When I spoke with actress Carrie Compere mere days before Shout Sister Shout! rehearsals were scheduled to begin at Seattle Rep, her excitement surrounding Sister Rosetta Tharpe and this play was palpable.
“I think the thing that I’m most excited about, is for people to hear about who she was,” Compere said, adding that Tharpe’s contribution to rock and roll wasn’t just musical, it was cultural as well. “That this beautiful black woman from the middle of nowhere influenced so much of what we hear today—I’m just glad her name is going to start to ring out there, you know?”
And as we continued to discuss The Godmother of Rock ‘N’ Roll, that excitement only grew.
Danielle Mohlman: I’ll admit that I didn’t learn about Sister Rosetta Tharpe until probably two years ago when the book that Shout Sister Shout! is based on started making the rounds again. I was like “Who’s this? I need to know more!”
Carrie Compere: Yeah and it’s so cool because the first time I ever heard about Rosetta Tharpe—the very first time I ever heard her name mentioned—I happened to be on my first tour that I was in. And we were in Memphis and went to go visit Graceland. And there was a man there with a small group of people—I don’t know if they were his family or if he was giving a tour or what. And he sounded like he was from Great Britain. He was the one who mentioned her! And he was talking about how Elvis had been influenced by Sister Rosetta. And the way he talked about her, he was so excited, and I was just like, “Oh this woman must have been something else.” You know? Because that was the very first time I’d ever heard about her. And to now know who she really was and what she did for music is really amazing.
Yeah. And one thing I find really fascinating, the more I learn about her and the more she comes up in these pop culture conversations, is the fact that her queerness was left out of the conversation for a very long time.
And the play has tones of that, but it’s not overt. And I think that—now, I don’t know—but I think that’s just out of respect for how Rosetta handled it in her own life. She never really talked about it in a public forum. Behind closed doors, when she was in areas where she felt comfortable, that was something she felt free to display. But in the script, they do touch on her relationship with Marie Knight and how they loved each other beyond the sisterly way. But they build it in a way that’s respectful to Rosetta.
And it’s wonderful to hear you portray it that way—in respect to her and the way she lived her life. Because it was a completely different time and it wasn’t safe to be public about sexuality—not in that way.
Absolutely. And she was a woman who came from not only American culture where it was such a taboo [in the 1930s and 1940s] but also in the church culture.
Do you have a favorite Sister Rosetta Tharpe song? Maybe one you’re excited to dig into in rehearsal?
I don’t know if I have a favorite. I love “Up Above My Head” and the words are so simple. “Up above my head, I hear music in the air.” I think the reason why I love it so much is because I’ve watched her perform it over and over and over again. I’ve been watching videos of her and—I’m going to get emotional right now—but once she’s singing it, you know that she’s talking about something more than just these lyrics. She’s just so rooted and grounded in gospel music—and in the message that she wanted to bring to the world. She’s a woman of faith. And I am as well. And it resonates so deeply with me, you know? And it’s an upbeat song. (Sings) “Up above my head / I hear music in the air / And I really do believe / There’s a Heaven somewhere.”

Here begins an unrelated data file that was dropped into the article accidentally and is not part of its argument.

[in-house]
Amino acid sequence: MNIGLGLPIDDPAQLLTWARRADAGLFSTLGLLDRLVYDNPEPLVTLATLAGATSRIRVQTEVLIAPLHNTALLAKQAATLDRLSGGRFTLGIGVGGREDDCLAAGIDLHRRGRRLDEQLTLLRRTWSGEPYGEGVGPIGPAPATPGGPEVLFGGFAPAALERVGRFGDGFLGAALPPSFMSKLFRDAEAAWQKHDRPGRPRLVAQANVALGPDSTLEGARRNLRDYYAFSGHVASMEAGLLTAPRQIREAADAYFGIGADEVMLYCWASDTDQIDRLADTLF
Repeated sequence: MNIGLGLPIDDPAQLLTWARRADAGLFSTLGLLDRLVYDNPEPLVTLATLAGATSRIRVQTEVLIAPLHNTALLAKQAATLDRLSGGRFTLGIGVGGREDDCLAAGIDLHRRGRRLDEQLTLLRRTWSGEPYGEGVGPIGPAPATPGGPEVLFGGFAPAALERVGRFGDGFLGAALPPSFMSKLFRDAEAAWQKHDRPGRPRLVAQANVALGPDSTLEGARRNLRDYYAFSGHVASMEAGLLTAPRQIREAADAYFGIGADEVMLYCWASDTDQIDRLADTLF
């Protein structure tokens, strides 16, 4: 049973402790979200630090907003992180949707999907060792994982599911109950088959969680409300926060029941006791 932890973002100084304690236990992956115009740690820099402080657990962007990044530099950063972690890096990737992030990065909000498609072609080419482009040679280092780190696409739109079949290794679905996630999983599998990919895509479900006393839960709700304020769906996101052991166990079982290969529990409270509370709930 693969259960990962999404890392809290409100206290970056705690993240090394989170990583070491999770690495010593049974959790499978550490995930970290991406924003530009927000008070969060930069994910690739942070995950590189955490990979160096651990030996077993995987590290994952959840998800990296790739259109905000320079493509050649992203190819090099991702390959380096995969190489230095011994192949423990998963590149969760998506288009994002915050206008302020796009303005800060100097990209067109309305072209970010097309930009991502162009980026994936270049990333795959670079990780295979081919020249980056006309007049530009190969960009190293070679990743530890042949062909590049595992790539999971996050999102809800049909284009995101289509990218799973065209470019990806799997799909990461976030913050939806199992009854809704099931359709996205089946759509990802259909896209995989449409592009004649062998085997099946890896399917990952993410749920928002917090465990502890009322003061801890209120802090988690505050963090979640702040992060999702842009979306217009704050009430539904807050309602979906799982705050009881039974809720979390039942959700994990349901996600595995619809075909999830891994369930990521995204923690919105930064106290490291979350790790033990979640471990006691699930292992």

And you know she believes that. And she’s singing it and she’s playing her guitar and she’s sweating—and she’s giving everything. You know, in the book Shout, Sister, Shout!—and I’m paraphrasing this—one of her friends said there’s a difference between just singing the song and having a relationship with the words you’re singing about. And that’s who Rosetta was. It went so far beyond just the music.
Do you have a favorite moment from the play that you’re really looking forward to digging into in the rehearsal room?
Oh man. Right now I’m learning the electric guitar and acoustic guitar. Because that’s how she established herself in rock and roll, with her picking. I am excited and terrified to really dig into the actual play. And I feel completely supported by our creative team and our music department. But before this experience, I had never played guitar before in my life. So, for me, this was something that on the onset looked insurmountable. So, it’s just been me spending time with the guitar. Sometimes I will literally just strap the guitar on my shoulder and just walk around the house—just really trying to develop a relationship with this instrument.
Because for Rosetta it wasn’t just her instrument. It was an extension of who she was. And sometimes when she wasn’t being confident—when she wasn’t speaking—you could see the way she was holding the guitar, as if she was speaking through the guitar. She was using the guitar to express what she was trying to say, or to support what she was saying. And Rosetta! Oh my god, her speed? Her tempo? It’s otherworldly. It’s amazing what this woman did.
Danielle Mohlman is a Seattle-based playwright and arts journalist. She’s a frequent contributor to Encore, where she’s written about everything from the intersection of sports and theatre to the landscape of sensory-friendly performances. Danielle’s work can also be found in American Theatre, The Dramatist and on the Quirk Books blog.